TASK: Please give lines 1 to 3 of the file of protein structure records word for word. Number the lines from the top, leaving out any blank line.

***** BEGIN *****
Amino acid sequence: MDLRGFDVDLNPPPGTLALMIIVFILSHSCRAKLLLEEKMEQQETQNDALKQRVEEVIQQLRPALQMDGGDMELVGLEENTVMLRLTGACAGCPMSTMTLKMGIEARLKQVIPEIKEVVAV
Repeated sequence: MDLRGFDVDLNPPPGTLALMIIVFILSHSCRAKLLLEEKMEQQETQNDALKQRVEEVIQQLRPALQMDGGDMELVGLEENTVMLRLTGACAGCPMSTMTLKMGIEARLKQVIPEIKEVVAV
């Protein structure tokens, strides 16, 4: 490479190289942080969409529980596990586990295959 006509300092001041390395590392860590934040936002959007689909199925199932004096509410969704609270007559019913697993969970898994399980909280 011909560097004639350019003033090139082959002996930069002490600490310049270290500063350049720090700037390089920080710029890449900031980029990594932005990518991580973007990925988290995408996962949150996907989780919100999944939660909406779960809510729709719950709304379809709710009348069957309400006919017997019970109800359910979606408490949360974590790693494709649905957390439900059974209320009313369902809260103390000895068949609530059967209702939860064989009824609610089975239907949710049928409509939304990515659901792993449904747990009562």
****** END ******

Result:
Amino acid sequence: MDLRGFDVDLNPPPGTLALMIIVFILSHSCRAKLLLEEKMEQQETQNDALKQRVEEVIQQLRPALQMDGGDMELVGLEENTVMLRLTGACAGCPMSTMTLKMGIEARLKQVIPEIKEVVAV
Repeated sequence: MDLRGFDVDLNPPPGTLALMIIVFILSHSCRAKLLLEEKMEQQETQNDALKQRVEEVIQQLRPALQMDGGDMELVGLEENTVMLRLTGACAGCPMSTMTLKMGIEARLKQVIPEIKEVVAV
């Protein structure tokens, strides 16, 4: 490479190289942080969409529980596990586990295959 006509300092001041390395590392860590934040936002959007689909199925199932004096509410969704609270007559019913697993969970898994399980909280 011909560097004639350019003033090139082959002996930069002490600490310049270290500063350049720090700037390089920080710029890449900031980029990594932005990518991580973007990925988290995408996962949150996907989780919100999944939660909406779960809510729709719950709304379809709710009348069957309400006919017997019970109800359910979606408490949360974590790693494709649905957390439900059974209320009313369902809260103390000895068949609530059967209702939860064989009824609610089975239907949710049928409509939304990515659901792993449904747990009562």